Suspend mode also has undesired limitations. While significantly faster than hibernation, it uses more power because the volatile system-memory remains powered. Furthermore, if the computing device's power source is lost while suspended, the memory data may not be recovered and any information not saved to the hard disk will likely be lost. This can easily occur, such as when the user unplugs the computing device or when a power source fails.
The background description provided herein is for the purpose of generally presenting the context of the disclosure. Work of the presently named inventors, to the extent the work is described in this background section, as well as aspects of the description that may not otherwise qualify as prior art at the time of filing, are neither expressly nor impliedly admitted as prior art against the present disclosure.
This summary is provided to introduce subject matter that is further described below in the Detailed Description and Drawings. Accordingly, this Summary should not be considered to describe essential features nor used to limit the scope of the claimed subject matter.
In one embodiment, a method is described that comprises monitoring operating status of a computing device, the operating status including a suspend mode, directing a non-volatile-memory controller to copy memory data from a volatile system-memory into a non-volatile-memory device in response to detecting a notification of the suspend mode, and directing the non-volatile-memory controller to copy the memory data from the non-volatile-memory device into the volatile system-memory in response to receiving a request to resume from the suspend mode. This embodiment may include receiving, from the non-volatile-memory controller, a notification that the memory data has been copied to the non-volatile-memory device, responsive to receiving the notification, shutting down power to the volatile system-memory, and responsive to receiving a request to wake from the suspend mode, powering up the volatile system-memory. This embodiment may include receiving, from the non-volatile-memory controller, a notification that the memory data has been copied from the non-volatile-memory device into the volatile system-memory, the notification indicating that the memory data is available for an operating system to use to resume from the suspend mode.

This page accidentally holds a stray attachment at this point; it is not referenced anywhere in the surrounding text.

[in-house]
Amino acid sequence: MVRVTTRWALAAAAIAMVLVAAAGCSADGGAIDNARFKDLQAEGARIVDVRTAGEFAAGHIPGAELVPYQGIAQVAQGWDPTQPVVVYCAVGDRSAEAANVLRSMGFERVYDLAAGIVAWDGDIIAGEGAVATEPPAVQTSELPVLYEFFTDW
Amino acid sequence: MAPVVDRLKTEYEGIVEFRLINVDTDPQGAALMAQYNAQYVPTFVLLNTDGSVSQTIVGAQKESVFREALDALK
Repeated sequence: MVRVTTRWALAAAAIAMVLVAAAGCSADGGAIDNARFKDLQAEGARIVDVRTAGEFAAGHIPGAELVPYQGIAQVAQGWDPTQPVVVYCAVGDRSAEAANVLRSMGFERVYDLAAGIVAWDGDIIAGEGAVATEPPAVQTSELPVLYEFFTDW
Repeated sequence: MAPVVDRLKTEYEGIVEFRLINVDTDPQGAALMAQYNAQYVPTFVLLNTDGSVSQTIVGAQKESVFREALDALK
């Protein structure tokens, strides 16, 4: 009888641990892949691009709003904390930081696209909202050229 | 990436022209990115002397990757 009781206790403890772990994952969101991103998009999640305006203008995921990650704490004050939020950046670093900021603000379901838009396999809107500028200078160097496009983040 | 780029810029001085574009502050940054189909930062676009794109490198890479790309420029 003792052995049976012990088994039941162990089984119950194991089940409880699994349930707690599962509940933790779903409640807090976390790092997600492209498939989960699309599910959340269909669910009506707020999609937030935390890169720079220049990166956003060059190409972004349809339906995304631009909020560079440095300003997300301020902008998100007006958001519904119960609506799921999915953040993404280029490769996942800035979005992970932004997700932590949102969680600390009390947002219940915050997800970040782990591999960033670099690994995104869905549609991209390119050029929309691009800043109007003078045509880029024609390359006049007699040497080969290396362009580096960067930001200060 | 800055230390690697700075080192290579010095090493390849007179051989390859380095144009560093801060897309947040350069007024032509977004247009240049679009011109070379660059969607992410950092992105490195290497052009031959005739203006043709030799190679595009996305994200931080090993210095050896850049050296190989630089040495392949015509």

In another embodiment, a method is described that comprises monitoring operating status of a computing device, the operating status including a hibernation mode, receiving a notification of the hibernation mode from an operating system of the computing device, and in response to the notification, copying memory data from a volatile system-memory to a non-volatile-memory device as a hibernation file, wherein the non-volatile-memory device is not a memory device from which the operating system is booted. This embodiment may include requesting a hard drive to spin-down, the requesting performed prior to copying the memory data from the volatile system-memory to the non-volatile-memory device.